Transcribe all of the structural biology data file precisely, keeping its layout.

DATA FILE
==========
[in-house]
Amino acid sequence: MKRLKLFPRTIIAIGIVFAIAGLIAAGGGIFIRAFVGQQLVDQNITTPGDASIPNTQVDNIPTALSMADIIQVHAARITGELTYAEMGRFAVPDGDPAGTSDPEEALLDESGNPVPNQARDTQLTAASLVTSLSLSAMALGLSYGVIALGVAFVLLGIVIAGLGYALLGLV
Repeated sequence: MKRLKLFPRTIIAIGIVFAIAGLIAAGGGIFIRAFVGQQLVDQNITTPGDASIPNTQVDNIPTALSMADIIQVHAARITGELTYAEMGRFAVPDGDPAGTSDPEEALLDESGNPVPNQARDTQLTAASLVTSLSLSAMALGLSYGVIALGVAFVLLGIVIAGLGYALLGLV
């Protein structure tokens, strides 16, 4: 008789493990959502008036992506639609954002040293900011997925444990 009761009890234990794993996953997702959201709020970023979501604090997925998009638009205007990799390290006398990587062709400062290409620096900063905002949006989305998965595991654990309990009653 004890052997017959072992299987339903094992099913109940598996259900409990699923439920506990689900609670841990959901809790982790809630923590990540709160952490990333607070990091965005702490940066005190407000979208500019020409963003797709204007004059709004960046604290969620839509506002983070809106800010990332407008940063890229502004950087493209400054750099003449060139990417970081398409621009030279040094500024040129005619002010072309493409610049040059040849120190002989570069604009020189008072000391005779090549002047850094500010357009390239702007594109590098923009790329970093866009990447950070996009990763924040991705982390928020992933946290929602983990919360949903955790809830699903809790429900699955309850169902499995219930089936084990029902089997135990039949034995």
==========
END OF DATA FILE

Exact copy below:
[in-house]
Amino acid sequence: MKRLKLFPRTIIAIGIVFAIAGLIAAGGGIFIRAFVGQQLVDQNITTPGDASIPNTQVDNIPTALSMADIIQVHAARITGELTYAEMGRFAVPDGDPAGTSDPEEALLDESGNPVPNQARDTQLTAASLVTSLSLSAMALGLSYGVIALGVAFVLLGIVIAGLGYALLGLV
Repeated sequence: MKRLKLFPRTIIAIGIVFAIAGLIAAGGGIFIRAFVGQQLVDQNITTPGDASIPNTQVDNIPTALSMADIIQVHAARITGELTYAEMGRFAVPDGDPAGTSDPEEALLDESGNPVPNQARDTQLTAASLVTSLSLSAMALGLSYGVIALGVAFVLLGIVIAGLGYALLGLV
């Protein structure tokens, strides 16, 4: 008789493990959502008036992506639609954002040293900011997925444990 009761009890234990794993996953997702959201709020970023979501604090997925998009638009205007990799390290006398990587062709400062290409620096900063905002949006989305998965595991654990309990009653 004890052997017959072992299987339903094992099913109940598996259900409990699923439920506990689900609670841990959901809790982790809630923590990540709160952490990333607070990091965005702490940066005190407000979208500019020409963003797709204007004059709004960046604290969620839509506002983070809106800010990332407008940063890229502004950087493209400054750099003449060139990417970081398409621009030279040094500024040129005619002010072309493409610049040059040849120190002989570069604009020189008072000391005779090549002047850094500010357009390239702007594109590098923009790329970093866009990447950070996009990763924040991705982390928020992933946290929602983990919360949903955790809830699903809790429900699955309850169902499995219930089936084990029902089997135990039949034995």